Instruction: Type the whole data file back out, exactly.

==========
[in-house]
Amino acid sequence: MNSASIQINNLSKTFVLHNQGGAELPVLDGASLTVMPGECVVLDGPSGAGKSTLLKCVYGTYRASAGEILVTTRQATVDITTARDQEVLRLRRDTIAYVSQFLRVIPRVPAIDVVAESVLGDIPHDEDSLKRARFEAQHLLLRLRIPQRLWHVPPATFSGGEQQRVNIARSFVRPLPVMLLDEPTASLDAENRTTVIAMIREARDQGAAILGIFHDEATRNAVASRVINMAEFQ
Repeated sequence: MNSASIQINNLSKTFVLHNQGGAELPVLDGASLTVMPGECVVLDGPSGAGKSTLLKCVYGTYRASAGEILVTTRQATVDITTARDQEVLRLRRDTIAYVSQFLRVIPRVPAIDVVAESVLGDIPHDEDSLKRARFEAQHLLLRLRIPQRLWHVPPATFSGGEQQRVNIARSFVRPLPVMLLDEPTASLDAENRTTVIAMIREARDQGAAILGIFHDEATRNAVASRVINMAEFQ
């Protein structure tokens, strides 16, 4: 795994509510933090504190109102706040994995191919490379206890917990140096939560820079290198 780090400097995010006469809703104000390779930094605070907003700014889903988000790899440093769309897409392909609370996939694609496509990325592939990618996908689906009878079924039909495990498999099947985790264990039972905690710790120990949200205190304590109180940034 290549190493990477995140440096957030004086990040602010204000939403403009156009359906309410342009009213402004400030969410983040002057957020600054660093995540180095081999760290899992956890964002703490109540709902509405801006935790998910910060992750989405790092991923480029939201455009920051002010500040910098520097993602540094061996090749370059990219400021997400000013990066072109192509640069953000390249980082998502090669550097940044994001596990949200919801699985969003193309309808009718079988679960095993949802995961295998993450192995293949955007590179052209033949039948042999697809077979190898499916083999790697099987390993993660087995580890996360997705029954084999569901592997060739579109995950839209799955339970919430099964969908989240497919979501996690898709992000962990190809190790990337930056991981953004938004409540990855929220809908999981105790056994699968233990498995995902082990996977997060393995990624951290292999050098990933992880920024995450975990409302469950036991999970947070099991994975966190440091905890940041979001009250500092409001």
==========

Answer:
[in-house]
Amino acid sequence: MNSASIQINNLSKTFVLHNQGGAELPVLDGASLTVMPGECVVLDGPSGAGKSTLLKCVYGTYRASAGEILVTTRQATVDITTARDQEVLRLRRDTIAYVSQFLRVIPRVPAIDVVAESVLGDIPHDEDSLKRARFEAQHLLLRLRIPQRLWHVPPATFSGGEQQRVNIARSFVRPLPVMLLDEPTASLDAENRTTVIAMIREARDQGAAILGIFHDEATRNAVASRVINMAEFQ
Repeated sequence: MNSASIQINNLSKTFVLHNQGGAELPVLDGASLTVMPGECVVLDGPSGAGKSTLLKCVYGTYRASAGEILVTTRQATVDITTARDQEVLRLRRDTIAYVSQFLRVIPRVPAIDVVAESVLGDIPHDEDSLKRARFEAQHLLLRLRIPQRLWHVPPATFSGGEQQRVNIARSFVRPLPVMLLDEPTASLDAENRTTVIAMIREARDQGAAILGIFHDEATRNAVASRVINMAEFQ
């Protein structure tokens, strides 16, 4: 795994509510933090504190109102706040994995191919490379206890917990140096939560820079290198 780090400097995010006469809703104000390779930094605070907003700014889903988000790899440093769309897409392909609370996939694609496509990325592939990618996908689906009878079924039909495990498999099947985790264990039972905690710790120990949200205190304590109180940034 290549190493990477995140440096957030004086990040602010204000939403403009156009359906309410342009009213402004400030969410983040002057957020600054660093995540180095081999760290899992956890964002703490109540709902509405801006935790998910910060992750989405790092991923480029939201455009920051002010500040910098520097993602540094061996090749370059990219400021997400000013990066072109192509640069953000390249980082998502090669550097940044994001596990949200919801699985969003193309309808009718079988679960095993949802995961295998993450192995293949955007590179052209033949039948042999697809077979190898499916083999790697099987390993993660087995580890996360997705029954084999569901592997060739579109995950839209799955339970919430099964969908989240497919979501996690898709992000962990190809190790990337930056991981953004938004409540990855929220809908999981105790056994699968233990498995995902082990996977997060393995990624951290292999050098990933992880920024995450975990409302469950036991999970947070099991994975966190440091905890940041979001009250500092409001």